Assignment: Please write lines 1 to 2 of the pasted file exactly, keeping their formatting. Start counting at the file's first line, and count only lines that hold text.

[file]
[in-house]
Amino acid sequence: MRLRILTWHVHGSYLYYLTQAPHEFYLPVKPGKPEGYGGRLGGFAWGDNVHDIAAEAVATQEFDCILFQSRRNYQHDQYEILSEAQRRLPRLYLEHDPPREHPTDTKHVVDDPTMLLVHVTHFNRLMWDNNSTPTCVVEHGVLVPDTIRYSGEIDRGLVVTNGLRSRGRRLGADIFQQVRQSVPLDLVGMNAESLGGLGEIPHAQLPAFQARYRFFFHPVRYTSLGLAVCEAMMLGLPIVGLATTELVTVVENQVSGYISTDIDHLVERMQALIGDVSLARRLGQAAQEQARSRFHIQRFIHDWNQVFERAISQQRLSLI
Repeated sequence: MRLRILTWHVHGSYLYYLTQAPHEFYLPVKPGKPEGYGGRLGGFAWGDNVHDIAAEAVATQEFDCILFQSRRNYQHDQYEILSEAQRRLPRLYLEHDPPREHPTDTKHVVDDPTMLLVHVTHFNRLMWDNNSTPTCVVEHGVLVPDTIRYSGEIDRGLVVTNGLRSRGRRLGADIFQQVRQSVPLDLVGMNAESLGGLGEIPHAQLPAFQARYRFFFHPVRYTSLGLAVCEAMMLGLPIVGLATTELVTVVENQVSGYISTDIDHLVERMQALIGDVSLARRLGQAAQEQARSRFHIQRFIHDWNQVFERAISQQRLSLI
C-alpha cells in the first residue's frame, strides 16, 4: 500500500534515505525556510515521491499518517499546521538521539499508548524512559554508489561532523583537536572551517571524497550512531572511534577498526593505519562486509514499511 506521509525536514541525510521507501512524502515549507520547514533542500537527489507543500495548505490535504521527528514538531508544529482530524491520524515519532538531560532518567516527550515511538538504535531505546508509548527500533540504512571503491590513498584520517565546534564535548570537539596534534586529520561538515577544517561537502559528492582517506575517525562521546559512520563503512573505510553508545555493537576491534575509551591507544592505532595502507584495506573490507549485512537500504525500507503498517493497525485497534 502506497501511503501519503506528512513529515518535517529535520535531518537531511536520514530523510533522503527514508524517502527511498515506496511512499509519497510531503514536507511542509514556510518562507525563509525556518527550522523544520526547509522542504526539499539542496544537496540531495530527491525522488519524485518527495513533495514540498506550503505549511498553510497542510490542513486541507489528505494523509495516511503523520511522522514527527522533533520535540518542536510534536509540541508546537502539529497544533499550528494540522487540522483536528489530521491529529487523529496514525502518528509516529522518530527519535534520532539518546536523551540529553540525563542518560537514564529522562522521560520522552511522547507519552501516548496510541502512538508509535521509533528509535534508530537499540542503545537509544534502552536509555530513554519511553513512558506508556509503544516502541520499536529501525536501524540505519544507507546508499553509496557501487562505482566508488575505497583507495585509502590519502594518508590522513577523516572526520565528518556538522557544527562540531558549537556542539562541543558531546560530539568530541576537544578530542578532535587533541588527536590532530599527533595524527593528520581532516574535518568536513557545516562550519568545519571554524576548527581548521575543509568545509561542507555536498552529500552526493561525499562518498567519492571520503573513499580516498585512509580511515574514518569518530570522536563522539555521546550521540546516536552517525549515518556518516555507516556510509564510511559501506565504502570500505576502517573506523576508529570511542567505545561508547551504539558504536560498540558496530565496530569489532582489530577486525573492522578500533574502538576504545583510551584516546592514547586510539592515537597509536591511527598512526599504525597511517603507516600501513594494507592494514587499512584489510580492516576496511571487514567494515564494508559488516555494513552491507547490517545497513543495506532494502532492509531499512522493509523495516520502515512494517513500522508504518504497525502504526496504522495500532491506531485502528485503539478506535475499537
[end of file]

[in-house]
Amino acid sequence: MRLRILTWHVHGSYLYYLTQAPHEFYLPVKPGKPEGYGGRLGGFAWGDNVHDIAAEAVATQEFDCILFQSRRNYQHDQYEILSEAQRRLPRLYLEHDPPREHPTDTKHVVDDPTMLLVHVTHFNRLMWDNNSTPTCVVEHGVLVPDTIRYSGEIDRGLVVTNGLRSRGRRLGADIFQQVRQSVPLDLVGMNAESLGGLGEIPHAQLPAFQARYRFFFHPVRYTSLGLAVCEAMMLGLPIVGLATTELVTVVENQVSGYISTDIDHLVERMQALIGDVSLARRLGQAAQEQARSRFHIQRFIHDWNQVFERAISQQRLSLI